That first cross-country race for my school was definitely a turning point, because it made my PE teacher notice my potential and encourage me to keep running. The next step came a year later, when I competed in the county championships. This time I won easily. Miss Page’s excitement for me, her pleasure at my winning, and her view of my potential translated into her talking to Mum, telling her how good she thought I was. She suggested that I join Tonbridge Athletic Club.
The first time I went to a training night, neither Mum nor I knew what to expect, but the first coach I met, Dave Arnold, was the man that guided me throughout the rest of my career. I was very lucky to find Dave; he took me from competing at my first Kent Schools Championships in 1983 to my first Olympic Games in 1996 and ultimately achieving my Olympic dream in 2004.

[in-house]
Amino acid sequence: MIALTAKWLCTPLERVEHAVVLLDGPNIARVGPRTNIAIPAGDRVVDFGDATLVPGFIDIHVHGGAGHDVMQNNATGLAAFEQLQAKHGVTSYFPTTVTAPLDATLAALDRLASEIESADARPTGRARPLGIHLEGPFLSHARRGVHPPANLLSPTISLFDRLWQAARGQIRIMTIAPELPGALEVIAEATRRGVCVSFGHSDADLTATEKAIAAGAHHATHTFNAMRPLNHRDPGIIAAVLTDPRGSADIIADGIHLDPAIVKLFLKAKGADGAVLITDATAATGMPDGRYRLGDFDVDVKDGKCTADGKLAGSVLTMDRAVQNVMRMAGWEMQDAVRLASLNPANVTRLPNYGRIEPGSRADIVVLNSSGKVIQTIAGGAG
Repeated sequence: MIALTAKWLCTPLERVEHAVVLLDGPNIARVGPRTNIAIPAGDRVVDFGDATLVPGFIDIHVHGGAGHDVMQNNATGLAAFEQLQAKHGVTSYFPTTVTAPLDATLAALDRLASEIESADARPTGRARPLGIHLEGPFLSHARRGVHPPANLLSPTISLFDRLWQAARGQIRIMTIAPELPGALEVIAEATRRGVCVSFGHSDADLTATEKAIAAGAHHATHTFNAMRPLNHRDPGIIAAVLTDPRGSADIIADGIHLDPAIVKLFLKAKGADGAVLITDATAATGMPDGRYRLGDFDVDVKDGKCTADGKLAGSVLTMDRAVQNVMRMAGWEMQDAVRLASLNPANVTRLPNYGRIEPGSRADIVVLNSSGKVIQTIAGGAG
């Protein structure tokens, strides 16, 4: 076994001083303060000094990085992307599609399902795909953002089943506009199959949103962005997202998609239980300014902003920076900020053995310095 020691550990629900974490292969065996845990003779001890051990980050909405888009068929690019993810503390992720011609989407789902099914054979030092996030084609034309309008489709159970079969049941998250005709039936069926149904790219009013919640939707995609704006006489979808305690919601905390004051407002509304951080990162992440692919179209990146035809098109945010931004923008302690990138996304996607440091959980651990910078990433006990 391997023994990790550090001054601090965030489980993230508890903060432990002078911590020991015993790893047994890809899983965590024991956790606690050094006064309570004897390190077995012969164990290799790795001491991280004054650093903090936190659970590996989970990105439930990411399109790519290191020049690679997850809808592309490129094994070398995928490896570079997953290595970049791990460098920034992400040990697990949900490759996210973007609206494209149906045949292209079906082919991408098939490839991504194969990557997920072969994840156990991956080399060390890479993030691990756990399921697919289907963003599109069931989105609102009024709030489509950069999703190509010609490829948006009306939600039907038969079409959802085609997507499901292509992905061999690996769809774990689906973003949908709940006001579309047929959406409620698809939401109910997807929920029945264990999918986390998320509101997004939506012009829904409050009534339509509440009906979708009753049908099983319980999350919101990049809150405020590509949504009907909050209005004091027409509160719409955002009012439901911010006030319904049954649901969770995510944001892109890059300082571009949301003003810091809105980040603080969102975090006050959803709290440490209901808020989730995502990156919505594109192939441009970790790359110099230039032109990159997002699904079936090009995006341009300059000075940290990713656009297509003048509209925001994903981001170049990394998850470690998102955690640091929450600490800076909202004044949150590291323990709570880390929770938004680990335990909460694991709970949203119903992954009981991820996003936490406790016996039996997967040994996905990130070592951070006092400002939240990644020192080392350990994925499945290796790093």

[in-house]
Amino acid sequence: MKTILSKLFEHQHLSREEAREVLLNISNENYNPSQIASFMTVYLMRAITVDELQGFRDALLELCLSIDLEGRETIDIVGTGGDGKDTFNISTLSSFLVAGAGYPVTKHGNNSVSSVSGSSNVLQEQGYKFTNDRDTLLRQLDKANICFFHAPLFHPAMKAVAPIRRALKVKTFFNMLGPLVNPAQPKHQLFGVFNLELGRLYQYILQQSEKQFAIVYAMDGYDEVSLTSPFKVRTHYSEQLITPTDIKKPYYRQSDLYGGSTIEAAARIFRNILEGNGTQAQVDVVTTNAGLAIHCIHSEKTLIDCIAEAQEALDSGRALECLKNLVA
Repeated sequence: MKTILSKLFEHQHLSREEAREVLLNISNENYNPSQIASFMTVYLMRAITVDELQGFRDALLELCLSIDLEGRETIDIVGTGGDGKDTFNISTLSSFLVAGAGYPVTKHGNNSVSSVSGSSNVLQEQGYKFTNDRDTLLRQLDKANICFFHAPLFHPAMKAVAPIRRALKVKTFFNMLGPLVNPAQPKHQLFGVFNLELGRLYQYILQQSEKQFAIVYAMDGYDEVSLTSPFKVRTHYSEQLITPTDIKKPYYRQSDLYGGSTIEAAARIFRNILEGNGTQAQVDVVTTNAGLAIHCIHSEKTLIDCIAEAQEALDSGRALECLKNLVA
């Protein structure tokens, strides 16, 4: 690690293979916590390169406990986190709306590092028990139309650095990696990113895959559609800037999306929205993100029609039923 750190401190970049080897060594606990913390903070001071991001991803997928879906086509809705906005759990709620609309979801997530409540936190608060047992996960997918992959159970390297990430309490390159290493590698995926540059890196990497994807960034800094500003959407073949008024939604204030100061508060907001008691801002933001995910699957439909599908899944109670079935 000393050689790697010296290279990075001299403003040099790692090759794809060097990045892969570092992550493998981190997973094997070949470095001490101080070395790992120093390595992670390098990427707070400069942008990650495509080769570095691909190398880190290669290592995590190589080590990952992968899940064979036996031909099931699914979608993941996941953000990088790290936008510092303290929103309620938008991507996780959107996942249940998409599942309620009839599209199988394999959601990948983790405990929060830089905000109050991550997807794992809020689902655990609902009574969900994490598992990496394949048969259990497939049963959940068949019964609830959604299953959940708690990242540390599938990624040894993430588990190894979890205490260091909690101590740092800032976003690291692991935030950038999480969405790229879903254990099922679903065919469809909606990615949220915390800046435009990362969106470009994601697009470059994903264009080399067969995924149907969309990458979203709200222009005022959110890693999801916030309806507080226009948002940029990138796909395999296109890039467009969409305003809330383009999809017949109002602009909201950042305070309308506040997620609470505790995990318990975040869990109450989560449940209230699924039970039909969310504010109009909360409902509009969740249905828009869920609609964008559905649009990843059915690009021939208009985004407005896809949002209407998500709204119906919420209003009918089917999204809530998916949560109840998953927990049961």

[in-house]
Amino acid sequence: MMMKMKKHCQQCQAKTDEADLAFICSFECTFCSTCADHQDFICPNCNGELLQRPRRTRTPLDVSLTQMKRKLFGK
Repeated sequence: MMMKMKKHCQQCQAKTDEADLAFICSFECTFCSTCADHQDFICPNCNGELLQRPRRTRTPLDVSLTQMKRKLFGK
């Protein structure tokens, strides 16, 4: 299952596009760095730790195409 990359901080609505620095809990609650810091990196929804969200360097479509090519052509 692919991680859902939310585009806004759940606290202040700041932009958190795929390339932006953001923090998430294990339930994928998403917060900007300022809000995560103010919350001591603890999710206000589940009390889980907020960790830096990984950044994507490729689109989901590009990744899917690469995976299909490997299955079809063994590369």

After my success at the Athens Olympic Games, Debbie was one of the people that joined me on my open-top bus parade through Tonbridge – that was something really special. New beginnings Now I am enjoying lots of new challenges, and one of the biggest is developing my sports education programmes under Kelly Holmes Education passing on the experiences of my 12-year international athletics career. My flagship education programme was ‘On Camp with Kelly’, which I set up early in 2004 before the Olympic Games, and now we are working with an expanding number of colleges, universities and schools to support young people in achieving their own sporting potential.
• Kelly Holmes Education is a sport education and training provider, established in 2004, to deliver bespoke education and mentoring programmes for talented sports people and coaches. You can find out more about Kelly Holmes Education by visiting their website at kellyholmeseducation.co.uk